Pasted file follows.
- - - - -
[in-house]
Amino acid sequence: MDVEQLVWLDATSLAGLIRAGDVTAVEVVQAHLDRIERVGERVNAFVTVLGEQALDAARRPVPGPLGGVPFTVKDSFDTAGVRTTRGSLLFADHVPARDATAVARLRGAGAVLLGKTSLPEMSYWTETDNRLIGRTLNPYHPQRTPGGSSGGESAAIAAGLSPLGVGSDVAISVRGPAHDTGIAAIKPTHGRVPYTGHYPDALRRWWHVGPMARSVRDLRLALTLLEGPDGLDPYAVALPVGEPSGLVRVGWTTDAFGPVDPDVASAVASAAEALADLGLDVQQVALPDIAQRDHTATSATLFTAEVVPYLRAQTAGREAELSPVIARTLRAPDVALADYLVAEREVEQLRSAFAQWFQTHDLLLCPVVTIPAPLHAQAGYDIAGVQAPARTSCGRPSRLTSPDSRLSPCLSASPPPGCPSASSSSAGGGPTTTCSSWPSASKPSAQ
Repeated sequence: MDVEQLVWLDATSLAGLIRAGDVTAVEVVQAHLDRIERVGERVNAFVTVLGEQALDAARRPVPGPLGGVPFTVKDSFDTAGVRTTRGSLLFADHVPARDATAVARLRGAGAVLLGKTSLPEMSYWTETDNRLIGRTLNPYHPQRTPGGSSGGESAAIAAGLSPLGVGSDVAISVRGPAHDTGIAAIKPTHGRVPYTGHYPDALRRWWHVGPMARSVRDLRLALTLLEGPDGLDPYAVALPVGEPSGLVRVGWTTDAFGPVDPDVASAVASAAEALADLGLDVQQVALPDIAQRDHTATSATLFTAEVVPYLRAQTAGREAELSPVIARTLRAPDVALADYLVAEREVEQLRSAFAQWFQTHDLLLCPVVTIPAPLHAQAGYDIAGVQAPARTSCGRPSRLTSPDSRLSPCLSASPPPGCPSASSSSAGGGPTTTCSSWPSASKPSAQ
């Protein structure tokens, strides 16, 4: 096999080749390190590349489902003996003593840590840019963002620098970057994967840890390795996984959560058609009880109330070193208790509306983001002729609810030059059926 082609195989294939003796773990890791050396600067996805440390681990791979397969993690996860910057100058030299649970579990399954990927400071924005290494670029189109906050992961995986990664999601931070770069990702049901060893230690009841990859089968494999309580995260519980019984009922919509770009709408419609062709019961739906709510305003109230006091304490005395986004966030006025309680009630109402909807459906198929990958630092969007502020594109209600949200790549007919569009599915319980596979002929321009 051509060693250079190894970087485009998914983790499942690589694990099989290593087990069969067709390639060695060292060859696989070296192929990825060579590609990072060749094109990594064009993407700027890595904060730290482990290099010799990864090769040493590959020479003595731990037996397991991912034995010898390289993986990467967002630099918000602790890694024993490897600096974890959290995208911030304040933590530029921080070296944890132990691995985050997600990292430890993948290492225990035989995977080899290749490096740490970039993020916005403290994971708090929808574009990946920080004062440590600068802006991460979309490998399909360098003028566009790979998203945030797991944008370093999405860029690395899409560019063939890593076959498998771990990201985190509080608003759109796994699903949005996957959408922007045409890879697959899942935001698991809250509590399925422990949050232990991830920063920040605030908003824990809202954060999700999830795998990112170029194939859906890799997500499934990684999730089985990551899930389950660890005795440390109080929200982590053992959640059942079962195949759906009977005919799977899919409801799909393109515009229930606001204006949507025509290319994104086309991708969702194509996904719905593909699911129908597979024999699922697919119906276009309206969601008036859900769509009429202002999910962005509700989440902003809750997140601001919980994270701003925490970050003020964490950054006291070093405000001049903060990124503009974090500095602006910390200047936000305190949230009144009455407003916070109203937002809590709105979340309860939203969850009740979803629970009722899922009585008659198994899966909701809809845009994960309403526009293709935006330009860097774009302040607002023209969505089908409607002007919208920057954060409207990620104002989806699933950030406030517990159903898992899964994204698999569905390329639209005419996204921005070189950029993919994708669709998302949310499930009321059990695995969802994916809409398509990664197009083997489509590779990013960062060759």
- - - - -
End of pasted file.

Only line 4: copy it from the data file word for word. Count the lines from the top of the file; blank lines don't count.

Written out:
């Protein structure tokens, strides 16, 4: 096999080749390190590349489902003996003593840590840019963002620098970057994967840890390795996984959560058609009880109330070193208790509306983001002729609810030059059926 082609195989294939003796773990890791050396600067996805440390681990791979397969993690996860910057100058030299649970579990399954990927400071924005290494670029189109906050992961995986990664999601931070770069990702049901060893230690009841990859089968494999309580995260519980019984009922919509770009709408419609062709019961739906709510305003109230006091304490005395986004966030006025309680009630109402909807459906198929990958630092969007502020594109209600949200790549007919569009599915319980596979002929321009 051509060693250079190894970087485009998914983790499942690589694990099989290593087990069969067709390639060695060292060859696989070296192929990825060579590609990072060749094109990594064009993407700027890595904060730290482990290099010799990864090769040493590959020479003595731990037996397991991912034995010898390289993986990467967002630099918000602790890694024993490897600096974890959290995208911030304040933590530029921080070296944890132990691995985050997600990292430890993948290492225990035989995977080899290749490096740490970039993020916005403290994971708090929808574009990946920080004062440590600068802006991460979309490998399909360098003028566009790979998203945030797991944008370093999405860029690395899409560019063939890593076959498998771990990201985190509080608003759109796994699903949005996957959408922007045409890879697959899942935001698991809250509590399925422990949050232990991830920063920040605030908003824990809202954060999700999830795998990112170029194939859906890799997500499934990684999730089985990551899930389950660890005795440390109080929200982590053992959640059942079962195949759906009977005919799977899919409801799909393109515009229930606001204006949507025509290319994104086309991708969702194509996904719905593909699911129908597979024999699922697919119906276009309206969601008036859900769509009429202002999910962005509700989440902003809750997140601001919980994270701003925490970050003020964490950054006291070093405000001049903060990124503009974090500095602006910390200047936000305190949230009144009455407003916070109203937002809590709105979340309860939203969850009740979803629970009722899922009585008659198994899966909701809809845009994960309403526009293709935006330009860097774009302040607002023209969505089908409607002007919208920057954060409207990620104002989806699933950030406030517990159903898992899964994204698999569905390329639209005419996204921005070189950029993919994708669709998302949310499930009321059990695995969802994916809409398509990664197009083997489509590779990013960062060759």